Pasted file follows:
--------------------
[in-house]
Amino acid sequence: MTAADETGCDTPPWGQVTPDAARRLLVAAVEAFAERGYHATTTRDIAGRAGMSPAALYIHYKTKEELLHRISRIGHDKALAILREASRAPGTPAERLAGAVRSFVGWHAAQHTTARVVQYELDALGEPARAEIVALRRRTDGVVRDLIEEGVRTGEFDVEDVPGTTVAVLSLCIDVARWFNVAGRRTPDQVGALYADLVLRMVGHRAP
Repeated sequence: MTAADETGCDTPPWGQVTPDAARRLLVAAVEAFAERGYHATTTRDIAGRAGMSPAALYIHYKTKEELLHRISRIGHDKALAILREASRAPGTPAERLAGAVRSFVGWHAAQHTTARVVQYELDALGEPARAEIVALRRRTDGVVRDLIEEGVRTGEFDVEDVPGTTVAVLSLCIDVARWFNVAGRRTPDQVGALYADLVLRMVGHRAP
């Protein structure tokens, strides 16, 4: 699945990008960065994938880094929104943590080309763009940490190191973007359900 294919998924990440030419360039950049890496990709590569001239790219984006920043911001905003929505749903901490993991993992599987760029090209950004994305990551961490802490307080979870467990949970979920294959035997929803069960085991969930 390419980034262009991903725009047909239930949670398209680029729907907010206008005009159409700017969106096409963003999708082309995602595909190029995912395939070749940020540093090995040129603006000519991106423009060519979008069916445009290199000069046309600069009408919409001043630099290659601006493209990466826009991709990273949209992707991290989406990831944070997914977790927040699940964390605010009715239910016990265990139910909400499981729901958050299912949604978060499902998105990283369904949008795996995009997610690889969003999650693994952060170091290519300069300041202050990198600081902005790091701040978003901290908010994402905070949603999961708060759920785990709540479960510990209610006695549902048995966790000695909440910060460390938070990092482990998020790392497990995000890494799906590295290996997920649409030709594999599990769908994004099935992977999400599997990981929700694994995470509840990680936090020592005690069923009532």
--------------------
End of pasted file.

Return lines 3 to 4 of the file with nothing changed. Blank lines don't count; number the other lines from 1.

Repeated sequence: MTAADETGCDTPPWGQVTPDAARRLLVAAVEAFAERGYHATTTRDIAGRAGMSPAALYIHYKTKEELLHRISRIGHDKALAILREASRAPGTPAERLAGAVRSFVGWHAAQHTTARVVQYELDALGEPARAEIVALRRRTDGVVRDLIEEGVRTGEFDVEDVPGTTVAVLSLCIDVARWFNVAGRRTPDQVGALYADLVLRMVGHRAP
């Protein structure tokens, strides 16, 4: 699945990008960065994938880094929104943590080309763009940490190191973007359900 294919998924990440030419360039950049890496990709590569001239790219984006920043911001905003929505749903901490993991993992599987760029090209950004994305990551961490802490307080979870467990949970979920294959035997929803069960085991969930 390419980034262009991903725009047909239930949670398209680029729907907010206008005009159409700017969106096409963003999708082309995602595909190029995912395939070749940020540093090995040129603006000519991106423009060519979008069916445009290199000069046309600069009408919409001043630099290659601006493209990466826009991709990273949209992707991290989406990831944070997914977790927040699940964390605010009715239910016990265990139910909400499981729901958050299912949604978060499902998105990283369904949008795996995009997610690889969003999650693994952060170091290519300069300041202050990198600081902005790091701040978003901290908010994402905070949603999961708060759920785990709540479960510990209610006695549902048995966790000695909440910060460390938070990092482990998020790392497990995000890494799906590295290996997920649409030709594999599990769908994004099935992977999400599997990981929700694994995470509840990680936090020592005690069923009532």